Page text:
Army Downsizing & Budget Cuts Discussed In Manhattan

By: Lindsey Rogers Email
By: Lindsey Rogers Email

MANHATTAN, Kan. (WIBW) -- When it comes to the fiscal environment the Department of Defense is facing, the answers aren’t all there yet but decisions in Washington will have a trickle down effect here in Kansas.

That’s what John Armbrust, Executive Director of the Governor’s Military Council, told community members during a briefing Wednesday at the Manhattan Area Chamber of Commerce.

"All of this is very cloudy and when you want the truth and you want numbers, I’ll tell you that in some instances, they just aren’t there and in others they are… Right now, it’s a really tough environment. It’s very cloudy and there’s really a potential for a storm," Armbrust told the crowd, comprised of members of the business community.

He discussed Department of Defense budget reductions, the possible impacts of sequestration on the Department of Defense budget and the resulting potential local impacts.

"I want to let them know that things that are happening at the national level actually have a significant impact right here are the local level. So what I hope to do here today….is identify what those impacts are and have people think about how it may affect their business or their organization," Armbrust told WIBW.

Officials are still trying to gauge the true impact sequestration could have because it will only add to the $500 billion in budget cuts the Department of Defense faces. Cuts to Fort Riley’s operations, construction, training and logistics will impact local jobs and money being spent in the area.

Due to sequestration, 2,700 civilian employees at Fort Riley could be forced to take furlough days.

"There’s some news just out yesterday that the Secretary of Defense said that civilians would be furloughed 11 days starting on July 8th and that could be fewer than 11 days if there are changes in the budget environment but right now it looks like 11 days. Originally, it was 22 days and then it went down to 14 days and now we’re down to 11," Armbrust explained.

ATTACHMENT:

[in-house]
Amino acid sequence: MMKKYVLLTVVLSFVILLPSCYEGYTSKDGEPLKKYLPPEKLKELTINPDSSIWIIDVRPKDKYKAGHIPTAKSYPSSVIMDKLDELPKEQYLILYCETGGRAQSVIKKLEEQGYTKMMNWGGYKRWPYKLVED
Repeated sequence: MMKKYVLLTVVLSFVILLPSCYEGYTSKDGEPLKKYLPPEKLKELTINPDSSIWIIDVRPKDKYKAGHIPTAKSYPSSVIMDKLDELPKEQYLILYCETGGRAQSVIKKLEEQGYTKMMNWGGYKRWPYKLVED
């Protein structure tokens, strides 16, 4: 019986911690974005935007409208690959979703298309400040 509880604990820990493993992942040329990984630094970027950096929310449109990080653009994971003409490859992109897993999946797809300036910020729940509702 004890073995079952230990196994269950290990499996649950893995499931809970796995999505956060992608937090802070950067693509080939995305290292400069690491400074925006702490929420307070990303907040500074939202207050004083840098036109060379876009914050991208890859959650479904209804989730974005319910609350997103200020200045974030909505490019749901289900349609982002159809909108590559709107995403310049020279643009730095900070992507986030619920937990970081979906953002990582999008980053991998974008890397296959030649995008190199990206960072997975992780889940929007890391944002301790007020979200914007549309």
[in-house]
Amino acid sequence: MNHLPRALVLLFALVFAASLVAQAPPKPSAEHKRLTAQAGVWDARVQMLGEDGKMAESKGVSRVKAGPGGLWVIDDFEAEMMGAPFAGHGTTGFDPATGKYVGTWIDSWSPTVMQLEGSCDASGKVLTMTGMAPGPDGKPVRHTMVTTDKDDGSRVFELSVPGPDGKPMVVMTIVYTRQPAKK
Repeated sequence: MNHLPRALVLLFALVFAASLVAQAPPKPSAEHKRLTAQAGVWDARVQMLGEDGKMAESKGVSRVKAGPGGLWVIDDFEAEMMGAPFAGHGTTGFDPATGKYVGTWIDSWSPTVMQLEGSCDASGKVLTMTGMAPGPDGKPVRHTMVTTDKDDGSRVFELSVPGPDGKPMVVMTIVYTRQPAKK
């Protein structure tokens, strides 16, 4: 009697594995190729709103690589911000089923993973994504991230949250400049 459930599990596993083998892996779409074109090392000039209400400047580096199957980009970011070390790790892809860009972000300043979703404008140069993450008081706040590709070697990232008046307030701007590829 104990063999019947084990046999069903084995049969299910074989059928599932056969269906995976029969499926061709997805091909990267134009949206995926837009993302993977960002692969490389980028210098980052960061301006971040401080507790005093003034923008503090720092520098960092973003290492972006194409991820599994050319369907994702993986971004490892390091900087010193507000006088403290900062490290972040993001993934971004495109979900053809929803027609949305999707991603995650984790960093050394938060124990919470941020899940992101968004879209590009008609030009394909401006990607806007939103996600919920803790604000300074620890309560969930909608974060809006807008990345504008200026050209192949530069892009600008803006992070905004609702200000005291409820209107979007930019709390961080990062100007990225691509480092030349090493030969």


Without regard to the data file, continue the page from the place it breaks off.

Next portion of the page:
Armbrust also touched on the "distinct possibility" of another Base Realignment and Closure and on the Army’s downsizing from 570,000 to 490,000 troops. Six brigade combat teams will be inactivated and Fort Riley is one of 21 installations being looked at for the cuts. Two brigades from Europe are being cut.

As far as BRAC, Armbrust does not see Fort Riley being closed but will be looking at size changes.

"We’re an area that supports and loves our military and that’s why we do what we do… We think that someplace around 500, 750, 1000 that as a partnership, we could remain strong. Certainly, it has some negative impacts. It will cause us to be stronger together. But we know if we get above those numbers, it starts to be very, very difficult," Armbrust said during a massive meeting on Fort Riley last month with Army officials and community members.

Junction City and Manhattan have stressed the massive investments the region has made at all levels to support Fort Riley. Millions have been spent on housing, infrastructure, education and healthcare.

Officials stress that losing soldiers would take a big toll on the entire area and the local economy.

Armbrust says the Army should reveal their decision about where the brigades will be cut sometime in late May-mid July.


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